Wednesday, May 30, 2007

Radio as a Conversation

I have been in a web 2.0 conference all day and been pondering the Last.fm/CBS deal. One of they key tenents of the new business paradigm encompassed in "web 2.0" is that interactions with your customers need to move from a "push" model (you will take what I give you) to a "conversation" (tell me what you want and I will try to provide it to you). [Those of you that have read The Cluetrain Manifesto, this will sound very familar to you.]

I have to think this is one of the key hurdles that terrestrial radio needs to overcome - and Last.fm gives CBS (and their network of radio stations) the ability to overcome. Instead of radio station music directors programming what you should hear, they will move towards curating what you hear. The difference? In the former, they push.... in the later, you make suggestions and then select and refine. In the case of Last.fm, CBS can leverage all of the data collected via the millions of installed audioscrobbler plug-ins on users machines. That data is extremely powerful. Not only does it tell you what the "head" of the long tail is, it gives them visibility into what in the tail is starting to make it's way up the body. By aggregating the listening behaviors and trends of the audience for all of their stations, the users passively program the stations. Do terrestrial radio station music directors need to fear for their jobs? I don't think so, but I do think they need to learn the same lessons as the rest of us. Listen to you customer and give them what they want - don't give them something and tell them they should want it.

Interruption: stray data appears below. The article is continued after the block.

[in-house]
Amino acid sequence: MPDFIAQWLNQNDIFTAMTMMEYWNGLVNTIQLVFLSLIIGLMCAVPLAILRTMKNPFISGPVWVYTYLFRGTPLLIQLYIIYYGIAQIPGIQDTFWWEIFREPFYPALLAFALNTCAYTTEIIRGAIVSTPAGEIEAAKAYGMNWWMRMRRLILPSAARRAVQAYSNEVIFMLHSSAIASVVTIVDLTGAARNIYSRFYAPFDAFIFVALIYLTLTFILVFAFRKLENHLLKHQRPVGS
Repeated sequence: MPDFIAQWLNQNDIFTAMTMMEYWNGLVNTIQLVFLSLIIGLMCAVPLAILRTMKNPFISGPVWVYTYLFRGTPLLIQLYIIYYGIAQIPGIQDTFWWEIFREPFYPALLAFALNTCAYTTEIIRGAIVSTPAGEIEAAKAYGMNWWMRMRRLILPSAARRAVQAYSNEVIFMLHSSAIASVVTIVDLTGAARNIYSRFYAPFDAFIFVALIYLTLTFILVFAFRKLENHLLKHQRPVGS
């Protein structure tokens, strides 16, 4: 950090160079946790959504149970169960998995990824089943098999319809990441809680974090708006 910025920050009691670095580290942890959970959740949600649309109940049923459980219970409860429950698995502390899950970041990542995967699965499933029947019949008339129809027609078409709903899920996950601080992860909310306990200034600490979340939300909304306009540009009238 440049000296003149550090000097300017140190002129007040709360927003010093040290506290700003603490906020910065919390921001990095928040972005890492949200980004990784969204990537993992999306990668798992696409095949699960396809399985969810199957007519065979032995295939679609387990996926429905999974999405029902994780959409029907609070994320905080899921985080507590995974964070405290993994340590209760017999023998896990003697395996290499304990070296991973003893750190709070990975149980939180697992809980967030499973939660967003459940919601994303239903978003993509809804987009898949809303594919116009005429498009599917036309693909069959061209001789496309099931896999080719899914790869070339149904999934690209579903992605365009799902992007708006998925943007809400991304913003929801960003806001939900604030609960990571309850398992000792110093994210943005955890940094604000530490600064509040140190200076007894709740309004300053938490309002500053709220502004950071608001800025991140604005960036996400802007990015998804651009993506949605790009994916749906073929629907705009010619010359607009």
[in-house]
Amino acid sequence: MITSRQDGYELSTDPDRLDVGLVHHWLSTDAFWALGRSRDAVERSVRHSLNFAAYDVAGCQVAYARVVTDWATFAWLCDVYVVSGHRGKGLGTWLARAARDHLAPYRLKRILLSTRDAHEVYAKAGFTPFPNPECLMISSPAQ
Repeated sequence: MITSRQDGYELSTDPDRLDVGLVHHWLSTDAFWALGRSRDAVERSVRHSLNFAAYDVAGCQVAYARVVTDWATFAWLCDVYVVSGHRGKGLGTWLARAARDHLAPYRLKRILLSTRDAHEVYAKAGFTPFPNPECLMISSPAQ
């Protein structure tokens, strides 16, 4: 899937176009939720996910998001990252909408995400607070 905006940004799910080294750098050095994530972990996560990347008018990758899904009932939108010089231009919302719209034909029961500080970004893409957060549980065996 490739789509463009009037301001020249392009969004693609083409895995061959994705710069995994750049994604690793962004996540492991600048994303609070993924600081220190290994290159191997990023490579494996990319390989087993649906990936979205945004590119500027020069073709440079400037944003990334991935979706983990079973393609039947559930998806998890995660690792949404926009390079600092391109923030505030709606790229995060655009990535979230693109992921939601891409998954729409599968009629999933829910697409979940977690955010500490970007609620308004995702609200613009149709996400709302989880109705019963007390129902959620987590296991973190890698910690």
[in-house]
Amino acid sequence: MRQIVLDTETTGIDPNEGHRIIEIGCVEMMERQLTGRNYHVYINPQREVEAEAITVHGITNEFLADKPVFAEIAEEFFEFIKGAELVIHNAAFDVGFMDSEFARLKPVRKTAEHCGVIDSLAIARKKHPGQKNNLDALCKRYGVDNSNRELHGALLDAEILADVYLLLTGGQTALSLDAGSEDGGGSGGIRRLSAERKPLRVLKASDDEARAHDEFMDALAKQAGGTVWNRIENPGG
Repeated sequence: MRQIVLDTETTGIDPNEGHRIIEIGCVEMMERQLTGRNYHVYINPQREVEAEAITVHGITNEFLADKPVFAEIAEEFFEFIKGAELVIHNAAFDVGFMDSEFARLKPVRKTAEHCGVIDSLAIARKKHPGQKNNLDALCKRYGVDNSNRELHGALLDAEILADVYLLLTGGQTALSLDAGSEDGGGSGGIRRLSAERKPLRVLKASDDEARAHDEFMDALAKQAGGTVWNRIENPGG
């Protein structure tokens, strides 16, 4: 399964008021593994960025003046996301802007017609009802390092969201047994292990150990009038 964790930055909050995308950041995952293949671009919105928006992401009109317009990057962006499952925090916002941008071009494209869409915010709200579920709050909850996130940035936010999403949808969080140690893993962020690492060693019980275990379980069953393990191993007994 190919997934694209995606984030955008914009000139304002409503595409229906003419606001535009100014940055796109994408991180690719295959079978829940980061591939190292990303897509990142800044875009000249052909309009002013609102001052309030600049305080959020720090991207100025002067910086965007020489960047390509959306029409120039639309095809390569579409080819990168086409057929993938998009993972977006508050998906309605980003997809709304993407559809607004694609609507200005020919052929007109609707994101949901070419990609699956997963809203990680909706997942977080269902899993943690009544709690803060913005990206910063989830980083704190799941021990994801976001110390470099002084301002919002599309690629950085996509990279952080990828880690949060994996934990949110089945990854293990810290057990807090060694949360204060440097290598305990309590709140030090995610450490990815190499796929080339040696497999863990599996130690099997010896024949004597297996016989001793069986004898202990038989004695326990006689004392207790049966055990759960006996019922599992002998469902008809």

Last.fm also represents quiet a nice hedge for CBS in that they still have a (very compelling) play when broadband IP makes it way to the car. In addition to tuning into one of their standard "group" stations, users can also select their very own "personal" station (delivered via wi-fi or 3G networks).

There are lots of other interesting ramifications/opportunities represented in this deal... but those are the ones I'm currently chewing on. Thoughts?

1 comment:

steven walcott said...

while i understand the idea that there should be a conversation between the radio station and its listeners, doesn't a good radio programmer know a lot more about music than a 17-year old with a dsl connection. it would seem to me that the problem with terrestrial radio is much more mundane -- payola, corruption of the programming process created by consolidation and corporate culture.

did anyone ask for jimi hendrix or joni mitchell or did someone find them/record them/market them and get a positive response from listeners??